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FILE - FTX founder Sam Bankman-Fried leaves Federal court, July 26, 2023, in New York. Jury selection begins Tuesday, Oct. 3 in a case in which the 31-year-old crypto mogul faces the possibility of a long prison term if convicted. Prosecutors say he cheated thousands of people who deposited cryptocurrency on the FTX exchange by illegally diverting massive sums of their money for his personal use, including making risky trades at his cryptocurrency hedge fund. (AP Photo/Mary Altaffer, File)Mary Altaffer/The Associated Press

Gus Carlson is a U.S.-based columnist for The Globe and Mail.

All investors, whether or not they have any interest in cryptocurrency, should pay close attention to what’s going on in a Manhattan courtroom over the next few weeks.

That’s where disgraced FTX Trading Ltd. founder Sam Bankman-Fried stands trial for fraud and money laundering in one of the world’s biggest financial scandals. It involves the collapse of his company, which once had a market value of more than US$32-billion; the evaporation of billions of crypto investors’ money; and the seismic shocks of the implosion on the cryptocurrency market.

The case is seen as a referendum not only on the collapse of FTX, but also on the sketchy credibility of the crypto world and the fast-and-loose behaviour of some of its key players more broadly. The sex appeal of the platform and its high-flying profile as the next big thing attracted huge volumes of investment money, including billions from average individual retail investors with visions of sugarplum-like returns dancing in their heads.

But the trial of Mr. Bankman-Fried is more than that, which is why even investors who don’t care a whit about crypto could learn something. It is yet another reminder of the gullibility of investors and their age-old penchant for chasing any shiny new lure in hopes of getting rich quick – and scarcely caring about where they put their money in their breathless pursuit.

No matter how many times people are told something seems too good to be true, they don’t want to believe it. Due diligence? Too much work. Like Bernie Madoff, Mr. Bankman-Fried seemed like a nice, trustworthy guy who knew what he was doing. As Forrest Gump said, “Stupid is as stupid does.”

In building their case against Mr. Bankman-Fried, prosecutors have painted him as a skilled con artist who lied to the world. Investigation into the FTX collapse last November uncovered what they say was massive misuse and misappropriation of investors’ funds, the granting of loans and home mortgages by Mr. Bankman-Fried to FTX employees without proper documentation, and the incorporation of the company in the Bahamas, which is on several global watchlists as a tax haven and money-laundering centre.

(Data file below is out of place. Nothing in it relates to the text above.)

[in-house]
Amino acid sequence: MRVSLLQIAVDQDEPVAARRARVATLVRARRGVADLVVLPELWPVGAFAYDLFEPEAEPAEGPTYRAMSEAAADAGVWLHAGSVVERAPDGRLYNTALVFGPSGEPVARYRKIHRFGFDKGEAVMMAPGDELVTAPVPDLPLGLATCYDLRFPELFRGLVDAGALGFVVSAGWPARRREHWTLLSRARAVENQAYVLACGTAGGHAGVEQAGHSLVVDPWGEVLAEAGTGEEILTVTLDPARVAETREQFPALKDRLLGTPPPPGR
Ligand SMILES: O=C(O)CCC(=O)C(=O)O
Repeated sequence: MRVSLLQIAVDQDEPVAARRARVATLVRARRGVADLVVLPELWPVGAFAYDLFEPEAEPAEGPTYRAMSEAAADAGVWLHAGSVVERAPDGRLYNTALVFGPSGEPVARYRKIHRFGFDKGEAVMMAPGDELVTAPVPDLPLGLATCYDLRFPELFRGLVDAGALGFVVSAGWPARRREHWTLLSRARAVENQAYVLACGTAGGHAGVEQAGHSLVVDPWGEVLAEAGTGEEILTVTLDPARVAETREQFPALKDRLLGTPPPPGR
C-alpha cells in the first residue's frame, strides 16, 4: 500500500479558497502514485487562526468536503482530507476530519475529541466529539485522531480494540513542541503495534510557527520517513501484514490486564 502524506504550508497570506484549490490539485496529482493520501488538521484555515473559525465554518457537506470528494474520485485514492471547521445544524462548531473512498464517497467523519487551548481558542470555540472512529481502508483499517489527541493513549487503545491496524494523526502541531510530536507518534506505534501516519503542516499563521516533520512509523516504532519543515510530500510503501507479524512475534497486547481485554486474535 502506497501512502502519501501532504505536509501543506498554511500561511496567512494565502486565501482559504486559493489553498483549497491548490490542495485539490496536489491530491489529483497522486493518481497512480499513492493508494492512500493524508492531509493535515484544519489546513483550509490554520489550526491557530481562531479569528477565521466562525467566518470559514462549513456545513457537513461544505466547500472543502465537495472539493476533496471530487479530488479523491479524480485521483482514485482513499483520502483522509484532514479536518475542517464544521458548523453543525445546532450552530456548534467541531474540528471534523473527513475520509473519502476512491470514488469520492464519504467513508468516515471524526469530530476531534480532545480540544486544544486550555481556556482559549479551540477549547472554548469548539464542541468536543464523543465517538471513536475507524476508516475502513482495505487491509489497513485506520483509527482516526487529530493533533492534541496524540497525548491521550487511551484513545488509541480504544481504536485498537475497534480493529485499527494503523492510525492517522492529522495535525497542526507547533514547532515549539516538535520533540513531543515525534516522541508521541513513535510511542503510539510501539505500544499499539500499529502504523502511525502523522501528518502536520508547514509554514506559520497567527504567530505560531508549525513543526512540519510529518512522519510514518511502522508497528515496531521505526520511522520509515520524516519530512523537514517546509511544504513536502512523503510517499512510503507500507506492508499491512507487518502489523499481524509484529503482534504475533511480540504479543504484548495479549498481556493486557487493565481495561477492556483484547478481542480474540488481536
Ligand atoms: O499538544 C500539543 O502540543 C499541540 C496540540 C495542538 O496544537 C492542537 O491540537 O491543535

Michael Lewis dives into the mind of Sam Bankman-Fried in his new book Going Infinite

They point to Mr. Bankman-Fried’s lavish lifestyle, private-jetting from place to place, rubbing of shoulders with celebrities and supporting prominent Democrat politicians, and huge spending on marketing, including the sponsorships of sports and entertainment venues. It was not the sort of conduct one might expect from the mild-mannered leader of a startup with the best interests of his investors in mind.

As Mr. Bankman-Fried’s profile and that of FTX grew, so did the number of red flags fluttering over them. More people did homework on his credentials and pedigree. What they found were perhaps the building blocks of a promising future career – a degree from MIT, a short stint on Wall Street and the support of parents with impeccable credentials as Stanford law professors – but hardly the chops that would give most investors the confidence to send big money his way at such an early stage in his development.

By all accounts, what Mr. Bankman-Fried may have lacked in hard-boiled experience, he made up for in disarming personal charm. He was affable, and his geeky quirkiness attracted people. Like Mr. Madoff, people liked him and trusted him to the point where he attained near cult status – a point prosecutors will say enabled him to pull the wool over the eyes of so many followers.

In their opening remarks at trial this week, Mr. Bankman-Fried’s lawyers suggested the portrait of him as a slick operator keen to separate fools from their money is a gross mischaracterization. In reality, they say, he is a well-meaning math nerd who operated in good faith but got out over his skis and didn’t know how to get back. It was the business that went bad – as businesses sometimes do – not Mr. Bankman-Fried. He was, in some ways, a victim of his own inexperience.

The defence faces a tough slog in proving their portrait of Mr. Bankman-Fried as naive rather than nefarious. Several of FTX’s top executives, including his girlfriend, have pleaded guilty to fraud and are set to testify against him. And many investors who were bilked by FTX have already said their piece in the court of public opinion.

Whether or not the trial reveals the truth about Mr. Bankman-Fried’s intentions, motivations and self-awareness remains to be seen. But what is clear even in the first week of the proceedings – and regardless of its outcome – is that the well-worn warning of buyer beware is as valid now as when it was coined centuries ago.

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